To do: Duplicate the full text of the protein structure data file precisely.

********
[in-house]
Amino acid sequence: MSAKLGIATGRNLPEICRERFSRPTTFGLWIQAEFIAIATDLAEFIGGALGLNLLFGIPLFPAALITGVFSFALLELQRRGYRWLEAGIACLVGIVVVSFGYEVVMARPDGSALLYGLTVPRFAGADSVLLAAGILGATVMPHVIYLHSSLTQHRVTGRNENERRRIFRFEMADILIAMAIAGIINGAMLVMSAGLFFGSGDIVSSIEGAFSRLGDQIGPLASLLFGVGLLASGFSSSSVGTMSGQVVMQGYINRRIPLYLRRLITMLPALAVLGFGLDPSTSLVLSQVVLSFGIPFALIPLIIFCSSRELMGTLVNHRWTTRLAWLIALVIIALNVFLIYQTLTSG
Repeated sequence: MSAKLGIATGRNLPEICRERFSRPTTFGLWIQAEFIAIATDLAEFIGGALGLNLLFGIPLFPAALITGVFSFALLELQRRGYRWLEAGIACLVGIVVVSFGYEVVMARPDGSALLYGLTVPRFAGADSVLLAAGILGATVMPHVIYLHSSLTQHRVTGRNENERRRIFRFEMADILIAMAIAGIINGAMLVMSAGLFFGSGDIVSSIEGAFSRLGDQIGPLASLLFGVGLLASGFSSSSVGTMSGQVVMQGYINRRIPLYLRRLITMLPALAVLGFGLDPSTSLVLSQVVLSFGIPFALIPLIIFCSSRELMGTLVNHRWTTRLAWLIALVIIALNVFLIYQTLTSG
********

[in-house]
Amino acid sequence: MSAKLGIATGRNLPEICRERFSRPTTFGLWIQAEFIAIATDLAEFIGGALGLNLLFGIPLFPAALITGVFSFALLELQRRGYRWLEAGIACLVGIVVVSFGYEVVMARPDGSALLYGLTVPRFAGADSVLLAAGILGATVMPHVIYLHSSLTQHRVTGRNENERRRIFRFEMADILIAMAIAGIINGAMLVMSAGLFFGSGDIVSSIEGAFSRLGDQIGPLASLLFGVGLLASGFSSSSVGTMSGQVVMQGYINRRIPLYLRRLITMLPALAVLGFGLDPSTSLVLSQVVLSFGIPFALIPLIIFCSSRELMGTLVNHRWTTRLAWLIALVIIALNVFLIYQTLTSG
Repeated sequence: MSAKLGIATGRNLPEICRERFSRPTTFGLWIQAEFIAIATDLAEFIGGALGLNLLFGIPLFPAALITGVFSFALLELQRRGYRWLEAGIACLVGIVVVSFGYEVVMARPDGSALLYGLTVPRFAGADSVLLAAGILGATVMPHVIYLHSSLTQHRVTGRNENERRRIFRFEMADILIAMAIAGIINGAMLVMSAGLFFGSGDIVSSIEGAFSRLGDQIGPLASLLFGVGLLASGFSSSSVGTMSGQVVMQGYINRRIPLYLRRLITMLPALAVLGFGLDPSTSLVLSQVVLSFGIPFALIPLIIFCSSRELMGTLVNHRWTTRLAWLIALVIIALNVFLIYQTLTSG